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| 3 minutes read

Women Hold Up Half the Sky

I recently had the privilege of delivering opening remarks to Project 2.8 at Columbia University, my alma mater. Project 2.8 is a startup accelerator serving early-stage, pre-seed startups led by female founders who are current students or alumnae of the University. 

The name, Project 2.8, was chosen in 2020 as it represents the percentage of female-founded companies funded by VCs. The percentage is shockingly low, and what's worse is that the number has since decreased to 1.9% in 2022 according to data collected by PitchBook. In October, I presented on legal considerations for startups to the current Project 2.8 cohort.

My own relationship with women has been indelibly shaped by my grandmother, He Zhe-Shu (何泽淑), who, together with my mother, raised me from birth to two years old in Anhui, China. My father had left China for the U.S. to pursue his doctorate in physics at SUNY Stony Brook in Long Island – where we rejoined him in 1985.

Grandma was the matriarch of our family, and she was the one who established our core values. One significant value she insisted on is the importance of a good education. Like many Chinese folks, our family was very poor in the 1940s-50s living in the countryside. My grandmother took care of a family of three boys and a girl while my grandfather served in the army in the Korean War.

There’s an old Chinese saying that “Women hold up half the sky.” Through my grandmother’s example and my own experience now as a father, I know that it is actually much more than half.

Due to my family’s economic situation back then, Grandma’s parents and neighbors suggested that her older sons (my uncles) abandon school to help with farm work. She, however, insisted that all children remain in school. Thanks to her, all of her children received a college education. This was exceedingly difficult on Grandpa’s meager income of 50 Chinese yuan per month (equivalent to about $7 today).

Grandma always struggled to make ends meet, and my father recalls her having to borrow money from neighbors at the end of each month to put food on the table. In her own way, she mastered micro-financing and being an entrepreneur for her family. 

It was her insistence on education that got my family to where we are today. For me to be able to attend Stuyvesant, Columbia, and Boston University, and practice law today is a direct result of her sacrifices.

In 1988, my Grandma spent a year in New York when she came to stay with us. She liked her time in America as well as the Americans she met here, but ultimately, she had to get back to Grandpa and the rest of her family in China, so she left a year later. In the interim, she had a taste of the melting pot/salad bowl that is the City and she declared it would be just fine if her grandson married someone who was not Chinese. That may seem commonplace today, but for her time it was quite innovative. And it cleared the path for me to marry my wife who is of Puerto Rican descent.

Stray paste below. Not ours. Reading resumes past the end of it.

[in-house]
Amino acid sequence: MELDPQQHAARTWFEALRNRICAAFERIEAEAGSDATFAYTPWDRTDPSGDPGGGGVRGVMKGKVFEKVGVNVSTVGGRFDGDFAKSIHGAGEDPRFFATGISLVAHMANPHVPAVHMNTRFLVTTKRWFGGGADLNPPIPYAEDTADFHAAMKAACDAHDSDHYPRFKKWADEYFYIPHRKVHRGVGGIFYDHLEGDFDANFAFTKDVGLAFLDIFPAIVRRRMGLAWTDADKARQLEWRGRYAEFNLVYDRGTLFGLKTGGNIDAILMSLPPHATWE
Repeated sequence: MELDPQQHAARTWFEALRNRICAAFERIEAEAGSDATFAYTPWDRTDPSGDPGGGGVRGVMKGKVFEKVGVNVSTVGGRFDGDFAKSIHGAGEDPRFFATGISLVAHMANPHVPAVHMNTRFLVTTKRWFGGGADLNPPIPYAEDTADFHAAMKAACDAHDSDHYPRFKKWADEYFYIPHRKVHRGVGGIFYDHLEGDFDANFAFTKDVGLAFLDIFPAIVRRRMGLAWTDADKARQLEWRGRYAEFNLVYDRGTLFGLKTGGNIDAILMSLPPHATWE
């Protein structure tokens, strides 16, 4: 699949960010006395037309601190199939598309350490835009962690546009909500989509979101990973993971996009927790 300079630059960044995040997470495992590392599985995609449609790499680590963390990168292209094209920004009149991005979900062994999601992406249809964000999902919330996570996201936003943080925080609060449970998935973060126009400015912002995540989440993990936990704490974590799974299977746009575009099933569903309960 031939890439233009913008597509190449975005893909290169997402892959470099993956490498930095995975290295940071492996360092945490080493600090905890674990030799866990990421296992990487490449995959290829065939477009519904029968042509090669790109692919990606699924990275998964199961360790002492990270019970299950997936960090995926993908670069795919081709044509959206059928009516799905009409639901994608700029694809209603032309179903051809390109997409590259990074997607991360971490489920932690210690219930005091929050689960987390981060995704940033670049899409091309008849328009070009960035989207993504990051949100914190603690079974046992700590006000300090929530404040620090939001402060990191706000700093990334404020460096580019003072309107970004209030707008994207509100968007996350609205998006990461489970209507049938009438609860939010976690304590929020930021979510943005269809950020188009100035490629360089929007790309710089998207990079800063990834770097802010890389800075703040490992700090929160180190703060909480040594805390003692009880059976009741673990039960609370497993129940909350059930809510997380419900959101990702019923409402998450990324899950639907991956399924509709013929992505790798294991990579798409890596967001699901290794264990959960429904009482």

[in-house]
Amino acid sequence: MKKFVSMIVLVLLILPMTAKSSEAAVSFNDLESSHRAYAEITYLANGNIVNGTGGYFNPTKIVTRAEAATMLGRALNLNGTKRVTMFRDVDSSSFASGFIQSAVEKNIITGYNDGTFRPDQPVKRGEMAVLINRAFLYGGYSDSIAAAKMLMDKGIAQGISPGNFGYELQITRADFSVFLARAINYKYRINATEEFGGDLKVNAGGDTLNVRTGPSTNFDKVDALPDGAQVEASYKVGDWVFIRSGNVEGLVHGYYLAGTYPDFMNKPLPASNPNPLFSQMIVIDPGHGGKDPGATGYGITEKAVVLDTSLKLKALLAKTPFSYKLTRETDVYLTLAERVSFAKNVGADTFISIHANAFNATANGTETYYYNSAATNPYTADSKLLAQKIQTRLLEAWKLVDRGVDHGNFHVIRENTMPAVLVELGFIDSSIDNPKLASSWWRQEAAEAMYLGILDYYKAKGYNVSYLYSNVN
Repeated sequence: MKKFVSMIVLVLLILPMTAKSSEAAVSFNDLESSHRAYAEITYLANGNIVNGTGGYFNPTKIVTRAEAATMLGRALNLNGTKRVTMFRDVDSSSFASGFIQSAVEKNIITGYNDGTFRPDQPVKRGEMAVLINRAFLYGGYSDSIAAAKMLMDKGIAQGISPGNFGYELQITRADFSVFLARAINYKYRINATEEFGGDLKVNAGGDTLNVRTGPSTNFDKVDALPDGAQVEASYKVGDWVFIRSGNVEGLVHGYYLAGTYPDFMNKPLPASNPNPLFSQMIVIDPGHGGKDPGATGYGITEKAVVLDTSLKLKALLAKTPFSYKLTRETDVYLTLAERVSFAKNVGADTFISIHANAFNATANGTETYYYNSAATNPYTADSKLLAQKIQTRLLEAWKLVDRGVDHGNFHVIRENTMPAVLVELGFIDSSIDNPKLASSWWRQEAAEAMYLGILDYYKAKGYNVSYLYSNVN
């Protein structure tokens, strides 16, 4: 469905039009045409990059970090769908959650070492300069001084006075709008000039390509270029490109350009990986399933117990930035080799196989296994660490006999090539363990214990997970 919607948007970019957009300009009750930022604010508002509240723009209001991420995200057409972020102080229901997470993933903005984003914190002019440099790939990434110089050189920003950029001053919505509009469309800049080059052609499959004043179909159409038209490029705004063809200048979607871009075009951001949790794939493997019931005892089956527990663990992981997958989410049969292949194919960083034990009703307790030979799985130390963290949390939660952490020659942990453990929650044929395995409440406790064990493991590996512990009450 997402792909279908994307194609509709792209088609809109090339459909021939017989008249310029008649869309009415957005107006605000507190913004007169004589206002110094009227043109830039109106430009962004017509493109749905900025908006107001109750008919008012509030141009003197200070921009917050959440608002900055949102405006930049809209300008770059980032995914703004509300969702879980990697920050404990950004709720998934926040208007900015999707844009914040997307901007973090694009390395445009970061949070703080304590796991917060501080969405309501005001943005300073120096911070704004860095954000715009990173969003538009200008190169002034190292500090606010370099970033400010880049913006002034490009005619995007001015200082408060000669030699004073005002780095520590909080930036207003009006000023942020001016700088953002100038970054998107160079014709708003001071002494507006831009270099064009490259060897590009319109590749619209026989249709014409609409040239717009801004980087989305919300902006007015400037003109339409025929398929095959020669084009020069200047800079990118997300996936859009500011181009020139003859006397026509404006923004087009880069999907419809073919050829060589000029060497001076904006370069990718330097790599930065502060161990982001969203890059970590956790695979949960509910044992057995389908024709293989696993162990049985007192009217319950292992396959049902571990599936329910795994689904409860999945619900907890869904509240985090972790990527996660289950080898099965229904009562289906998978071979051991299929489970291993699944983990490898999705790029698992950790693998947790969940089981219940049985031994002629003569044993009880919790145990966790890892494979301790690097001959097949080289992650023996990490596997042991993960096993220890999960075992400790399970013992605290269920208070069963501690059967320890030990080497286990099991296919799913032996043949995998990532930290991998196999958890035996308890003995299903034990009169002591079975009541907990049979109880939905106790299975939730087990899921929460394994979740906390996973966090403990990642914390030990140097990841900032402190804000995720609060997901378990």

Knowledge. Diversity. Innovation. Passion. Perseverance. These are some of the hallmarks of a great business. As a lawyer, I am fortunate that the women-led startups that I have represented all demonstrate these key attributes. Additionally, many are mission-driven and committed to creating positive change – they seek to improve the world. Tikkun olam.

For example, one firm client, Lyfebulb, led by Dr. Karin Hehenberger and Leslie Brille, has the mission to reduce the burden of living with chronic disease through empowering and connecting patients. It has made a difference in so many patients' lives – those managing organ transplants, kidney disease, diabetes, cancer, and many other chronic illnesses – by connecting them to each other for mutual support.

Project 2.8 is also mission-driven: ensuring female founders have equal access to capital and the same opportunities as their male counterparts. This is vital, especially as overall VC funding pulls back in the face of higher interest rates and other macroeconomic headwinds. 

Launching a startup can be a long, winding, multiyear, and difficult road. Many founders, even after they have achieved success, say that if they knew what they know now, they would have never formed a startup in the first place. As a founder, having a mission you truly believe in can make this journey more bearable and rewarding as you see the fruits of your labor unfold. 

Our world needs mission-driven startups now more than ever.

There are no real overnight successes – we all know this. Overnight success is the result of days, nights, months, and years of knowledge, diversity, innovation, passion, and perseverance. It’s the same secret sauce that my grandmother instilled into each of her children and grandchildren, imbuing our family with our core values.

So, a huge thank you to Project 2.8 and to all of the women who are holding up (way more than) half of the sky, including my Grandma.


corporate, technology, venture capital & emerging companies, perspective, reflections